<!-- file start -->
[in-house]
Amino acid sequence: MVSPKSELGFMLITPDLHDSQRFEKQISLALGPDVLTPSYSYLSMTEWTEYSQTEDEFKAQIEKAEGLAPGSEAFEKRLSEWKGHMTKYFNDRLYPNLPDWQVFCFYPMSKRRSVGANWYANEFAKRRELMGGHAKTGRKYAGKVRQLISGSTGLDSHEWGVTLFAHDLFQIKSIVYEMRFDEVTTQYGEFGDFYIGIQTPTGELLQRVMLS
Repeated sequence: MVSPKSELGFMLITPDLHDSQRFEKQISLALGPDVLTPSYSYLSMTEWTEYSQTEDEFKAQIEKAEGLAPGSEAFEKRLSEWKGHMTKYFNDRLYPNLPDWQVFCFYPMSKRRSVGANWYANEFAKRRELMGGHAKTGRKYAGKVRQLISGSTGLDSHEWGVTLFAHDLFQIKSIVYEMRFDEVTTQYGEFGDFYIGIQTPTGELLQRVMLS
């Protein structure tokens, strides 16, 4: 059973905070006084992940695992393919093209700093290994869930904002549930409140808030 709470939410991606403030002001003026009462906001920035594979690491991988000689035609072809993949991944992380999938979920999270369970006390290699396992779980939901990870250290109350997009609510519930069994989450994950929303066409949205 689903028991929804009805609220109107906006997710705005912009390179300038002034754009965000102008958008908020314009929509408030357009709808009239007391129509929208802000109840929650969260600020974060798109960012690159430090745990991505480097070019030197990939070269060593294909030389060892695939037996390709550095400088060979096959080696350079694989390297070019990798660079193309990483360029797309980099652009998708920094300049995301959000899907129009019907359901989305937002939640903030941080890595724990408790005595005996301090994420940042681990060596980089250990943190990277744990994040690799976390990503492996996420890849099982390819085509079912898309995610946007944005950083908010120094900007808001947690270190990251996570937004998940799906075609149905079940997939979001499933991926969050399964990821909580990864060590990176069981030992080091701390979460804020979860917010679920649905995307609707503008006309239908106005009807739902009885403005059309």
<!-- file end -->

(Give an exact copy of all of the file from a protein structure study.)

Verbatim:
[in-house]
Amino acid sequence: MVSPKSELGFMLITPDLHDSQRFEKQISLALGPDVLTPSYSYLSMTEWTEYSQTEDEFKAQIEKAEGLAPGSEAFEKRLSEWKGHMTKYFNDRLYPNLPDWQVFCFYPMSKRRSVGANWYANEFAKRRELMGGHAKTGRKYAGKVRQLISGSTGLDSHEWGVTLFAHDLFQIKSIVYEMRFDEVTTQYGEFGDFYIGIQTPTGELLQRVMLS
Repeated sequence: MVSPKSELGFMLITPDLHDSQRFEKQISLALGPDVLTPSYSYLSMTEWTEYSQTEDEFKAQIEKAEGLAPGSEAFEKRLSEWKGHMTKYFNDRLYPNLPDWQVFCFYPMSKRRSVGANWYANEFAKRRELMGGHAKTGRKYAGKVRQLISGSTGLDSHEWGVTLFAHDLFQIKSIVYEMRFDEVTTQYGEFGDFYIGIQTPTGELLQRVMLS
């Protein structure tokens, strides 16, 4: 059973905070006084992940695992393919093209700093290994869930904002549930409140808030 709470939410991606403030002001003026009462906001920035594979690491991988000689035609072809993949991944992380999938979920999270369970006390290699396992779980939901990870250290109350997009609510519930069994989450994950929303066409949205 689903028991929804009805609220109107906006997710705005912009390179300038002034754009965000102008958008908020314009929509408030357009709808009239007391129509929208802000109840929650969260600020974060798109960012690159430090745990991505480097070019030197990939070269060593294909030389060892695939037996390709550095400088060979096959080696350079694989390297070019990798660079193309990483360029797309980099652009998708920094300049995301959000899907129009019907359901989305937002939640903030941080890595724990408790005595005996301090994420940042681990060596980089250990943190990277744990994040690799976390990503492996996420890849099982390819085509079912898309995610946007944005950083908010120094900007808001947690270190990251996570937004998940799906075609149905079940997939979001499933991926969050399964990821909580990864060590990176069981030992080091701390979460804020979860917010679920649905995307609707503008006309239908106005009807739902009885403005059309």